Few times of the year are more exhilarating for kids than early summer. No school! Swimming! Camp! Kick the Can! Popsicles! All life’s bounty in a three month period.
But for parents, the excitement is often replaced with…dread. And stress. And frustration.
Especially for working parents, the summer juggle, with its constantly changing schedules, can be far from fun or relaxing.
However, one of the most neglected parts of parenting is the need to show your kids how rewarding parenthood can be – not how annoying. Because unfortunately, kids tend to take our negative messages personally. Few parents want kids to remember summer as that time of year that drove their parents crazy. It’s at times tricky, but worthwhile, to be realistic with kids about the challenges of parenthood, without communicating “you guys are such a burden,” especially in summer.
So here are some tips from other parents who’ve survived – and thrived amidst– the summer chaos:
- Break your parenting rules. Summer is an ideal time to ease up on parental dogma, because everything you do is temporary. Let the kids go to bed late. Let them sleep in if you can. Have them eat cereal or pizza for breakfast.
- Hire a temporary babysitter. Forget about the seasoned, longterm, uber-responsible caregiver you’d employ for years. A fun, energetic college or high school student is perfect for taking the kids to the park, spraying them with the hose in the yard, finding the energy and creativity to come up with creative field trips for a few weeks in the summer.
- Negotiate with your employer. Summer is the ideal time to try out your employer’s flextime rules, and because you’re going to pitch the change as temporary, it’s hard for any boss to nix your suggestions. If you make up the time with a shortened lunch hour, cover during a colleague’s vacation, or work from home at night, can you arrive a half hour late for the summer? Take off an hour early? Work half day Fridays? Take a few random vacation days? It puts more summer fun in your life and your kids will love the extra time with you; plus your boss gets a happier, more loyal employee.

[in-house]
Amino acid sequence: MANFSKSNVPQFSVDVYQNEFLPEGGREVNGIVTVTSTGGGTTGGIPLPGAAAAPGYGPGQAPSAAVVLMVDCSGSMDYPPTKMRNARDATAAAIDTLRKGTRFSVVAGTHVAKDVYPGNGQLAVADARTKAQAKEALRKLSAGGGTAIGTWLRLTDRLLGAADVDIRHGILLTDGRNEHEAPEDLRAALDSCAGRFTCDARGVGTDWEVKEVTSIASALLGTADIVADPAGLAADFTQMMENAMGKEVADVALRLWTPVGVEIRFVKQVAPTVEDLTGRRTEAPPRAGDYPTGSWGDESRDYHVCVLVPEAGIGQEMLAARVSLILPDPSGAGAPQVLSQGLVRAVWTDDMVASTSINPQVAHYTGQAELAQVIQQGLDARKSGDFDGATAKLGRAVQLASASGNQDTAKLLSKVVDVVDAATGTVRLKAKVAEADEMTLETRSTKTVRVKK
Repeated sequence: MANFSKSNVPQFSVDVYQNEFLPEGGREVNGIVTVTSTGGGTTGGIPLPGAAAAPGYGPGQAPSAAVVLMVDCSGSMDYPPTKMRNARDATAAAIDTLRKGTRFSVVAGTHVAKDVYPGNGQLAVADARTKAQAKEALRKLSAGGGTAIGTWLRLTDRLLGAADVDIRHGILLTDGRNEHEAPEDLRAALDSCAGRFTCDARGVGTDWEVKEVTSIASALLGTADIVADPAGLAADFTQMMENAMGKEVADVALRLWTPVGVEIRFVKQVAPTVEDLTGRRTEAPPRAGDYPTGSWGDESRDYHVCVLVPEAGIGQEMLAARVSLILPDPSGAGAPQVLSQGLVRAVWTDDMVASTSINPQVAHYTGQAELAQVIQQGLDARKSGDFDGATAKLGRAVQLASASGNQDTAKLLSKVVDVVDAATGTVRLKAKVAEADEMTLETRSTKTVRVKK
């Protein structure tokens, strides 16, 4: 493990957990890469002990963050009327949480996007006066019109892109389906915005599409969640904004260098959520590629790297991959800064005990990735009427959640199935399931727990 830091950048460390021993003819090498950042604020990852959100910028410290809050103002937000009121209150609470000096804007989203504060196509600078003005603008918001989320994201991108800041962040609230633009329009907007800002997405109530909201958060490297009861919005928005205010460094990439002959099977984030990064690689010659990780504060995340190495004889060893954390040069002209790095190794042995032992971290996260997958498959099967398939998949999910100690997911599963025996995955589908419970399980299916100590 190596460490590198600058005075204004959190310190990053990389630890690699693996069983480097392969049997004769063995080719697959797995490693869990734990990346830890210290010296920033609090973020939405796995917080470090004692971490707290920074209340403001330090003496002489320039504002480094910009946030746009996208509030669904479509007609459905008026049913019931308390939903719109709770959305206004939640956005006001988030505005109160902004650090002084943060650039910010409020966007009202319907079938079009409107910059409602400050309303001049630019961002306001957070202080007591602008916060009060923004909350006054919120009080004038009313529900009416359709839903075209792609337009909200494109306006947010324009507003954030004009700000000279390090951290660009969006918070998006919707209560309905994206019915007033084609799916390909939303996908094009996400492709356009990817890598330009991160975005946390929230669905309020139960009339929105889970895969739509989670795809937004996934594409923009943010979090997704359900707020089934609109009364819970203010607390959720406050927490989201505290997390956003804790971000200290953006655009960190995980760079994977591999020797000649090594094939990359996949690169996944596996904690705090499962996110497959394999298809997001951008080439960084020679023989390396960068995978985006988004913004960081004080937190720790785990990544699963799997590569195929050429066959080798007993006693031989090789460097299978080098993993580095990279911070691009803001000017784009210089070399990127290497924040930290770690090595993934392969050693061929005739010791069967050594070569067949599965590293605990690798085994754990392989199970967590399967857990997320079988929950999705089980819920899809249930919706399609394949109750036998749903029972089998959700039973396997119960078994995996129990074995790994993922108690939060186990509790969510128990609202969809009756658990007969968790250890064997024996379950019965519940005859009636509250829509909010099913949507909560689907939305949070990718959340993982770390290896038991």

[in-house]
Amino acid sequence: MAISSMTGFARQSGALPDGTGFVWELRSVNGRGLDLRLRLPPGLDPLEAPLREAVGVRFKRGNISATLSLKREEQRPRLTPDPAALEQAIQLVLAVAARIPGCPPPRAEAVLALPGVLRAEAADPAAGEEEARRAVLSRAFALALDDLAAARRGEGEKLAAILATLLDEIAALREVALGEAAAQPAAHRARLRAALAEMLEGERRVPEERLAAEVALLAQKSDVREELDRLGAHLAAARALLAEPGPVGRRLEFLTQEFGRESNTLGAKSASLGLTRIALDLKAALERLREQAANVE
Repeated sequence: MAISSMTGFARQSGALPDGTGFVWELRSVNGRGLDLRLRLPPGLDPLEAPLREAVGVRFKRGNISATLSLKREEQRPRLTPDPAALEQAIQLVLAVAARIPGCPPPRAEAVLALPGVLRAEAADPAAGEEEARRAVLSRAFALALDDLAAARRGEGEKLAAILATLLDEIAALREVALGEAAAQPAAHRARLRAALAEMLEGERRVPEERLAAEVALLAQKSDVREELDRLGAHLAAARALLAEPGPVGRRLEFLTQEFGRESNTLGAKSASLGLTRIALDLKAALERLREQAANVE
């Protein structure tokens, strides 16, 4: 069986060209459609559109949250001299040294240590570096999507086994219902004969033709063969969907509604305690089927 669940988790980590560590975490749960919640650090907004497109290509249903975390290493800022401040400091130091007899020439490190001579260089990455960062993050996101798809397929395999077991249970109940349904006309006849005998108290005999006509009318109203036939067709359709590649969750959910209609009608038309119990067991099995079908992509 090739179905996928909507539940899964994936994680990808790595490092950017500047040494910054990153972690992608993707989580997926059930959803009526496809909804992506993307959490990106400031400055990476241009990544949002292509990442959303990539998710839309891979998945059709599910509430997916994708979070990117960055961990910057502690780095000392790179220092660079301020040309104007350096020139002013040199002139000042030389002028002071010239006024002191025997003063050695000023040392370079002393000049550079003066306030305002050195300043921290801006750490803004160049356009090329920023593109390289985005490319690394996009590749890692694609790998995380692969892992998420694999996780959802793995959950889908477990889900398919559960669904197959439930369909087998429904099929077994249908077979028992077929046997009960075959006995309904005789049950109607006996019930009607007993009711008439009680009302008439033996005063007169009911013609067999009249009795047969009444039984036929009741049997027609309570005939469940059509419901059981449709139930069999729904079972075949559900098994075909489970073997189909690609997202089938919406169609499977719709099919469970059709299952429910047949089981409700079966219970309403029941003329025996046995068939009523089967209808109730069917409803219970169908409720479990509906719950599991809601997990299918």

- Negotiate with your kids. Get your kids to brainstorm about what they most want summer to feel like. Find out what they’re willing to do to get it. Walk the dog? Watch their little brother? Mow the lawn? Create summer chart together (so you are not the one porting all those dishes from the tv room to the sink). Explain that if they use their free time to lighten your load, you’ll have more time and energy for the fun stuff.
- Network with neighbors, your kids’ friends’ parents, and your own extended families to share childcare. One of the best lessons of parenthood is that we’re all in this together, often facing similar juggling challenges. Sending your kids to grandma’s for two weeks, or to a neighbor’s house after school, might not work for nine months during the school year. But it could work wonderfully for the summer, for you and your kids and your parenting network.
The goal here is simple: you and your kids deserve to enjoy summer and to enjoy each other during summer. Every summer seems endless in early June, but the weeks (and years) fly by faster than we all think. So – like our kids’ childhoods – we owe it to ourselves, and our kids, to enjoy summer while it lasts.